M.S., Utah State University, Logan, Utah, 1976
Department of Earth and Environmental Sciences
California State University, Fresno
2576 E. San Ramon Ave., Mail-Stop ST-24
Fresno, CA 93740
U.S. Forest Service (Retired)
Pacific Southwest Region
USDA Forest Service
Clovis , CA 93611
Mr. De Graff has taught the EES 206 course, Landslides!, since 1997-98 and team-taught the special topics course, Mine Reclamation, in 2011-12 and 2015-16. He has designed and taught courses for practicing professionals on landslide hazard zonation, environmental assessment, vegetation and slope stability, and burned area emergency response investigation in such diverse locations as Jamaica, Italy, Guatemala, and Bulgaria. In addition, Jerry served as an instructor for internal agency training sessions on abandoned mine restoration, burned area emergency response assessment, and CERCLA on-site coordinator duties. He was co-instructor for several Geological Society of America short courses on environmental and engineering geology in the 1990s.
Jerry is also the co-author of the textbook, Principles of Engineering Geology and the laboratory manual, Engineering Geology. For Principles in Engineering Geology, he received the E.B. Burwell Jr. Award from the Engineering Geology Division of the Geological Society of America (1989) and the Claire P. Holdredge Award from the Association of Engineering Geologists (1990). In 2004, Mr. De Graff was honored with the Distinguished Practice Award by the Engineering Geology Division of the Geological Society of America. During 2016, Jerry was the Richard H. Jahn Distinguished Lecturer selected by the Association of Environmental & Engineering Geologists and the Environmental & Engineering Geology Division of the Geological Society of America. He presented 103 lectures in 26 States and 3 Provinces to about 3,250 students and professionals. Mr. De Graff will be the second recipient of the Advocacy Award at the September 2019 annual meeting of the Association of Environmental & Engineering Geologists.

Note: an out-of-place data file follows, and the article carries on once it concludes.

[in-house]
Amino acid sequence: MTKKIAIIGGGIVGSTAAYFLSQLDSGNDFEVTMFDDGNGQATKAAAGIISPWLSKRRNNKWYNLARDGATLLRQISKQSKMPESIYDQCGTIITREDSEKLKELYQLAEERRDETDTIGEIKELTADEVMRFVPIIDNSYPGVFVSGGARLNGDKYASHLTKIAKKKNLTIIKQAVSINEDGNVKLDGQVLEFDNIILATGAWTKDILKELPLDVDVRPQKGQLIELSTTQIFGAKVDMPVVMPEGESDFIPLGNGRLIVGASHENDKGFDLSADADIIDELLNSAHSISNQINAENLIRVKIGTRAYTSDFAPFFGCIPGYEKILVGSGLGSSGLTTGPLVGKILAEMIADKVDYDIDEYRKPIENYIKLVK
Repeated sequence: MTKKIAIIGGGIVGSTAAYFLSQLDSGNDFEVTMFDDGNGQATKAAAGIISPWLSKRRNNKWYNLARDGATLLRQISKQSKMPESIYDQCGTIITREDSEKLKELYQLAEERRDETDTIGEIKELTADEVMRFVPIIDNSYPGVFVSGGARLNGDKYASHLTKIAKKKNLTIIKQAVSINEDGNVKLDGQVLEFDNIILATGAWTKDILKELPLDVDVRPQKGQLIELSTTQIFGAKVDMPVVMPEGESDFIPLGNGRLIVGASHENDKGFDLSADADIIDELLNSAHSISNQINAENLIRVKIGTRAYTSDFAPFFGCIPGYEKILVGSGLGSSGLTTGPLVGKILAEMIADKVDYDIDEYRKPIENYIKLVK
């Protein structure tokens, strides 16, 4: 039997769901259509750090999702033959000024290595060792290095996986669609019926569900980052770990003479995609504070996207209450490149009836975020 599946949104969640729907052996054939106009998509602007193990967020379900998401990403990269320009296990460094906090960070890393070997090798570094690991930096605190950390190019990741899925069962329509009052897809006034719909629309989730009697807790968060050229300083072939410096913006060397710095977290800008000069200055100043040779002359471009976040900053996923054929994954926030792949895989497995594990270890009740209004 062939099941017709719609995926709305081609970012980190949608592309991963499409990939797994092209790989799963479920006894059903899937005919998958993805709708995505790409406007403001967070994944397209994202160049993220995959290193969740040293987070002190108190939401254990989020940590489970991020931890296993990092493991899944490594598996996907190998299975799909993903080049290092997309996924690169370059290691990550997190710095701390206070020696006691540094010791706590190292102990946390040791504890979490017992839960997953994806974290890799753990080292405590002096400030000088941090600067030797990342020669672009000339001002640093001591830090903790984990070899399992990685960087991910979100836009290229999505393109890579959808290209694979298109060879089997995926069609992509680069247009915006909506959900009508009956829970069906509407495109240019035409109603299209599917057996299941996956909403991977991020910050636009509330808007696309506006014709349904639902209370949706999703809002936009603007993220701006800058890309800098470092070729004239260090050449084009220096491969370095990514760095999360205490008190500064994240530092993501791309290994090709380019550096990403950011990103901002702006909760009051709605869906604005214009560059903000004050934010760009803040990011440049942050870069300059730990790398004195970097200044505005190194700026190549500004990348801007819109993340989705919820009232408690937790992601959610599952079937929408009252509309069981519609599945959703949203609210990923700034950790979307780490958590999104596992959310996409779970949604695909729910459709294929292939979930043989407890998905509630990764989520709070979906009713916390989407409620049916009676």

During his more than 36 years in the USDA Forest Service, Mr. De Graff served as an environmental or engineering geologist on National Forests in Utah and California collecting and interpreting geologic information needed for sustainable development and multiple-use management of natural resources. A primary focus of his work was landslide hazard assessment for land and resource planning, post-wildfire mitigation, and design of projects such as timber harvest, roads, and similar resource development activities. Jerry became the Engineering Geologist for the Sierra National Forest in 1982 and, later, the Province Geologist for the Southern Sierra Province consisting of the Sierra, Stanislaus, and Sequoia National Forests in California. Between 2006 and his retirement in February 2014, Jerry was an On-Scene Coordinator for the Pacific Southwest Region of the USDA Forest Service with projects throughout the southern half of the state. In this capacity, he assessed and directed cleanup efforts for acid mine drainage and other hazardous wastes present primarily at abandoned mine sites on national forest land. Additionally, his technical expertise was sought for completing landslide mapping and hazard interpretation assignments in St. Lucia, Dominica, St. Vincent and Jamaica through the USDA Forest Service's Disaster Assistance Support Program. Jerry has also served as the landslide specialist on teams conducting post-disaster assessments or developing restoration measures. Puerto Rico, Thailand, Bulgaria and Greece are among the locations where he has participated in these activities. Based on his professional experiences, he has authored or co-authored more than 60 contributions to books, proceedings and peer-reviewed journals, including co-authoring a chapter in Landslides: Investigation and Mitigation, Special Report 247 of the Transportation Research Board. In 2010, he received the Association of Environmental and Engineering Geologists publication award for the paper, “The formation and persistence of the Matthieu landslide-dam lake, Dominica, W.I.”, published in the journal, Environmental and Engineering Geoscience. Jerry, again, received the Association’s publication award in 2017 for the paper, “Landslide risk reduction in the United States—signs of progress”. His most recent publication is “Ensuring successful landslide investigation during an emergency response” published in Environmental and Engineering Geoscience, Vol. 25, No. 2, pp. 141-154. Jerry continues being actively involved professionally with the Association of Environmental and Engineering Geologists and Geological Society of America.